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Bots Probably Helped Get Chuck Wendig Fired, Because Twitter Is a Cesspool

The graphs speak for themselves.

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Last week, the news broke that Star Wars author Chuck Wendig had been fired from the Marvel title he was working on due to the politics and vulgarity swirling around his Twitter. The Internet, for the most part, came to Wendig’s defense, because given that his politics and cursing had been part of his brand for years prior to his firing, it really seemed like he was being fired simply for speaking out against the right in an aggressive manner and not holding for shit from trolls.

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Data gathered by Bethany Lacina shows that a large number of the Twitter users engaging with Wendig and tweeting about him were not actual people, but instead were bots and puppet accounts, which we can see represented on the graph.

The man mentioned in the tweet, Ethan Van Sciver, is a member of Comicsgate—which, if you remember Gamergate, is pretty much exactly what you think it is—so you can probably guess what his video contained.

This means that Marvel, when looking at the responses to Wendig’s tweets, were actually reacting, in part, to a not-insignificant amount of bots who were tweeting at and about him. So what does this all mean?

It means that the response to Wendig is not 100% generated by real fans, but in part generated by bots who were trying to target Wendig for harassment. The reaction his tweets received between the time that he tweeted his first anti-GOP thread (which has since been deleted) and the reaction to his firing generated a large response from bots, which shows that the outrage at his tweets wasn’t necessarily entirely in good faith.

And what else? Well, that Twitter is terrible, first of all. Secondly, it means that those who check social media for reactions to creators’ tweets and other elements of media need to be aware of the presence of bots and what they’re spewing. Wendig did not deserve to be fired for his online persona, which Marvel has known about for years—at least as long as they have employed him.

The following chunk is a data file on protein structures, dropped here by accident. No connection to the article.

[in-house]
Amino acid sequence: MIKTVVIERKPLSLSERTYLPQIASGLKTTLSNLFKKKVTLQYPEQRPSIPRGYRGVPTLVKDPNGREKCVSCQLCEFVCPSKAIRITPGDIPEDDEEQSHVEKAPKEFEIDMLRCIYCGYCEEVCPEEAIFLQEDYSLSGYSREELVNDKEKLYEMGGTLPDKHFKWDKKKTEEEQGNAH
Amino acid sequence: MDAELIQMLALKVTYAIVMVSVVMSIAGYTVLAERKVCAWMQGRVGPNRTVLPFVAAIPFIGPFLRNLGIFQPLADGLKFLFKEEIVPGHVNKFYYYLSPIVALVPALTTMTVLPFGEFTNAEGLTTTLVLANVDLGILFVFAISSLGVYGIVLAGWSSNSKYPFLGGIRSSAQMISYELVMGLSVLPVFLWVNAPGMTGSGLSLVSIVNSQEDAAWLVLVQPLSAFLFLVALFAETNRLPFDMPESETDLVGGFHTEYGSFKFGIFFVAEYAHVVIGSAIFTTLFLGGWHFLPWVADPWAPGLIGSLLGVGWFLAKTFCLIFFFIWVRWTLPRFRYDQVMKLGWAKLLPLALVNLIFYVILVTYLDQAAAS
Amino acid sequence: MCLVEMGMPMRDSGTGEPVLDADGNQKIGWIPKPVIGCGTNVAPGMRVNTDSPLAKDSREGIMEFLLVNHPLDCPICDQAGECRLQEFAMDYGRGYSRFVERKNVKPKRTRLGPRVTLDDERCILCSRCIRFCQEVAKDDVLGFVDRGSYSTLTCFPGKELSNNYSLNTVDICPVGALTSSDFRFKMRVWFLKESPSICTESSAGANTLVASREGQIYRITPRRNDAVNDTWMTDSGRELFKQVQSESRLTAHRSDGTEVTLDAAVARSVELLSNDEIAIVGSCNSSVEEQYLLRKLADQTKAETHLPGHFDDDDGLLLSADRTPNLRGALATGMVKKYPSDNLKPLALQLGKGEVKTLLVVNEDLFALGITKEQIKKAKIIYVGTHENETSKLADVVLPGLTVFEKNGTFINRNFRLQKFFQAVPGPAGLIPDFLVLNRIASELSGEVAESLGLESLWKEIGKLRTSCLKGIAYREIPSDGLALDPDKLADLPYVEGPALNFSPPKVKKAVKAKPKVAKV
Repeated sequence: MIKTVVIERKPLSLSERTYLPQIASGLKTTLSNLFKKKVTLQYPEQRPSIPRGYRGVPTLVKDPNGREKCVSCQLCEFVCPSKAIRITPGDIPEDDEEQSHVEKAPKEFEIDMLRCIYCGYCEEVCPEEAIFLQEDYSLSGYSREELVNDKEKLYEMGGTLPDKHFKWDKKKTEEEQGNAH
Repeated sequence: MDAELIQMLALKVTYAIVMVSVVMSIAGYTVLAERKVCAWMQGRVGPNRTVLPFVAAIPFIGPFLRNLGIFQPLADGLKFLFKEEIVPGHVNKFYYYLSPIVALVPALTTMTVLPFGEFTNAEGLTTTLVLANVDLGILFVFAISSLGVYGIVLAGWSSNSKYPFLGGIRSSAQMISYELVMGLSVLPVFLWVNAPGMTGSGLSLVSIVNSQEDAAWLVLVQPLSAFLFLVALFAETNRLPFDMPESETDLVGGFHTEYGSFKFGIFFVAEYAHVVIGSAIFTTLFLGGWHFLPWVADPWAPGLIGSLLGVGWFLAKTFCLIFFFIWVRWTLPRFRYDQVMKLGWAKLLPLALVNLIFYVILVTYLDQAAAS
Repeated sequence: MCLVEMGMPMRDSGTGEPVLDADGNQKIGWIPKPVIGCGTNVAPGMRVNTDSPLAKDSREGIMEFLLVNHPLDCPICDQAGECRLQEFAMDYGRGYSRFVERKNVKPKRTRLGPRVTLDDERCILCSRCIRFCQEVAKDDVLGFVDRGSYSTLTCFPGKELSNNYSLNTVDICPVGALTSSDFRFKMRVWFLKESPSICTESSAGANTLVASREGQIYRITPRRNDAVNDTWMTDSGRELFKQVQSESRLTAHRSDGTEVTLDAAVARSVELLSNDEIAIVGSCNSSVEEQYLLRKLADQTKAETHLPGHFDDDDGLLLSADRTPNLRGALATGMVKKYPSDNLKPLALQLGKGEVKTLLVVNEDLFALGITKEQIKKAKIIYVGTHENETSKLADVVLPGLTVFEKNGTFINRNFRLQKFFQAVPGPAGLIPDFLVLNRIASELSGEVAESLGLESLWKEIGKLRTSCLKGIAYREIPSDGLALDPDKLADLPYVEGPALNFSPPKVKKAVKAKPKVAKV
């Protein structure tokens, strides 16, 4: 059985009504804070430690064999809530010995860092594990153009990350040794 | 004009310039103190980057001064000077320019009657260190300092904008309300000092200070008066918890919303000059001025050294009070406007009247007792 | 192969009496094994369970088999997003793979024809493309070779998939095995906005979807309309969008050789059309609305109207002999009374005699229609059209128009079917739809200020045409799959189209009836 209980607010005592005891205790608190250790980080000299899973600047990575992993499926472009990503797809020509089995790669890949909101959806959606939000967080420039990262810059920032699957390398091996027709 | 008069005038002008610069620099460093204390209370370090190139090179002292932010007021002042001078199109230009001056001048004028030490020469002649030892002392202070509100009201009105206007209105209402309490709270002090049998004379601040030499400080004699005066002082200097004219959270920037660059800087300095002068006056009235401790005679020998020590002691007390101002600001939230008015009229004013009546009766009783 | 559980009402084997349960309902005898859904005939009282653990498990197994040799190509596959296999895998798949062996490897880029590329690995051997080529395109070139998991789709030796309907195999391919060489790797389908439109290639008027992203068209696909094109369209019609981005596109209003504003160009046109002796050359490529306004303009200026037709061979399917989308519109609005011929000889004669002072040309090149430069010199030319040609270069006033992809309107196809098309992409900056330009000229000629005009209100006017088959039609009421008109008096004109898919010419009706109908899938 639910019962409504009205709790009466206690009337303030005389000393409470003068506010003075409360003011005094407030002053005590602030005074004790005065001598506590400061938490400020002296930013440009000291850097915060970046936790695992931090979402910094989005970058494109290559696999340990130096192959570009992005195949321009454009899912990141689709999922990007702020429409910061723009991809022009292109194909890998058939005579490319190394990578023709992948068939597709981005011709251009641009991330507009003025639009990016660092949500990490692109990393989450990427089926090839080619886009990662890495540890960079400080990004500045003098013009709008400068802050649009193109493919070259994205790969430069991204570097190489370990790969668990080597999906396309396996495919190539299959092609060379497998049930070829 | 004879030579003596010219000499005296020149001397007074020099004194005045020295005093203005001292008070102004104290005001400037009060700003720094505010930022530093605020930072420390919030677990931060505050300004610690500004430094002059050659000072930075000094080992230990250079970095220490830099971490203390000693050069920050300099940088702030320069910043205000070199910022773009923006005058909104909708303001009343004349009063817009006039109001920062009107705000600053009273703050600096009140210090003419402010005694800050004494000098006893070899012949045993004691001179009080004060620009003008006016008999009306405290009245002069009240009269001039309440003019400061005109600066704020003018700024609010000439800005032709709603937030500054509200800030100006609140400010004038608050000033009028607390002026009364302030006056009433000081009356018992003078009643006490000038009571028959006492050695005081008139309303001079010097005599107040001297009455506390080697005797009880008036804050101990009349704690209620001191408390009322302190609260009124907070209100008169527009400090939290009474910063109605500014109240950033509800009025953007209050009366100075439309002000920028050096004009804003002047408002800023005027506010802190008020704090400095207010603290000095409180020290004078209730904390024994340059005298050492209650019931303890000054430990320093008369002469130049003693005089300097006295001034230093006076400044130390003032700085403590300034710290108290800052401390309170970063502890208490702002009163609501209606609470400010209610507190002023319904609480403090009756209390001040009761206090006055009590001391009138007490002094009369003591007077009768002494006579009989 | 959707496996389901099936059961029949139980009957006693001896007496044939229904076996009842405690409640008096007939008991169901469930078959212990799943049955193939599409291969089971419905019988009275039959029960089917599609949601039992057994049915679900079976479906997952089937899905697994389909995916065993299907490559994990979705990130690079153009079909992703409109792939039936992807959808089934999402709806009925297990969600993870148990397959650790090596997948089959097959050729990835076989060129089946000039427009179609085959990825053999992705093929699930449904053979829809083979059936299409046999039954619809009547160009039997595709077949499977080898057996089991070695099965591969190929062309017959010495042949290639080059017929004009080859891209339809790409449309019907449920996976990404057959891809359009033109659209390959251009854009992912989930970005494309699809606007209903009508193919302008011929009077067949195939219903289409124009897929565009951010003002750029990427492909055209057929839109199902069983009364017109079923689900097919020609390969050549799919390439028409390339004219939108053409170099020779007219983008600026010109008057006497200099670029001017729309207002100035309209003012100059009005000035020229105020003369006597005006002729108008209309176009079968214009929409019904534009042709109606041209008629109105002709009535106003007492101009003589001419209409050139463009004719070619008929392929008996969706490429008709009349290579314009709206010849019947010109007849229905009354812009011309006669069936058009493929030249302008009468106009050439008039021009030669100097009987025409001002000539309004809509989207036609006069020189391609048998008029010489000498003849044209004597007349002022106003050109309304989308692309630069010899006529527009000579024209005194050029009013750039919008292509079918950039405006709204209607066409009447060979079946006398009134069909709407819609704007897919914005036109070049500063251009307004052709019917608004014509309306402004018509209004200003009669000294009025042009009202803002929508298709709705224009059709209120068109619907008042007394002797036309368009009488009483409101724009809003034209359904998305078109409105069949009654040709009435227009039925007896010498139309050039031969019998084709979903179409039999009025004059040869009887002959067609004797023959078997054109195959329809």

Bots are a tool for people to generate more grossness on Twitter, and they should not be used as a measure of actual public response, especially since they are a tool of Comicsgate and other hate groups.

It’s unlikely that Marvel will walk back their decision to fire Wendig, but they made a bad choice based on shaky data. There’s no easy solution to the bot problem except to be aware that it’s happening and to avoid interaction with bots as much as possible. Bots, disingenuousness, and outright false propaganda are sucking social media dry, and at some point, there has to be a better way to combat them than to just avoid them.

(via Twitter, image: Twitter, Universal pictures)

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Kate Gardner
Kate (they/them) says sorry a lot for someone who is not sorry about the amount of strongly held opinions they have. Raised on a steady diet of The West Wing and classic film, they are now a cosplayer who will fight you over issues of inclusion in media while also writing coffee shop AU fanfic for their favorite rare pairs.

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